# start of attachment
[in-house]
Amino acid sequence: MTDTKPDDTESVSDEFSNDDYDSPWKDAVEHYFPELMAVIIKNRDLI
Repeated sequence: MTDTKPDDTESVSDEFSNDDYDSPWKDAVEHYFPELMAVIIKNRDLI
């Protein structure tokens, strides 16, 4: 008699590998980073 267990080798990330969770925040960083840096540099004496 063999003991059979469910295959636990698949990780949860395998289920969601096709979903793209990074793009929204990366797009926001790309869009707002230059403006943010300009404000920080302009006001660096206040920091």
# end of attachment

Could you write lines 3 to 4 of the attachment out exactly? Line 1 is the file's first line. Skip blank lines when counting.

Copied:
Repeated sequence: MTDTKPDDTESVSDEFSNDDYDSPWKDAVEHYFPELMAVIIKNRDLI
């Protein structure tokens, strides 16, 4: 008699590998980073 267990080798990330969770925040960083840096540099004496 063999003991059979469910295959636990698949990780949860395998289920969601096709979903793209990074793009929204990366797009926001790309869009707002230059403006943010300009404000920080302009006001660096206040920091």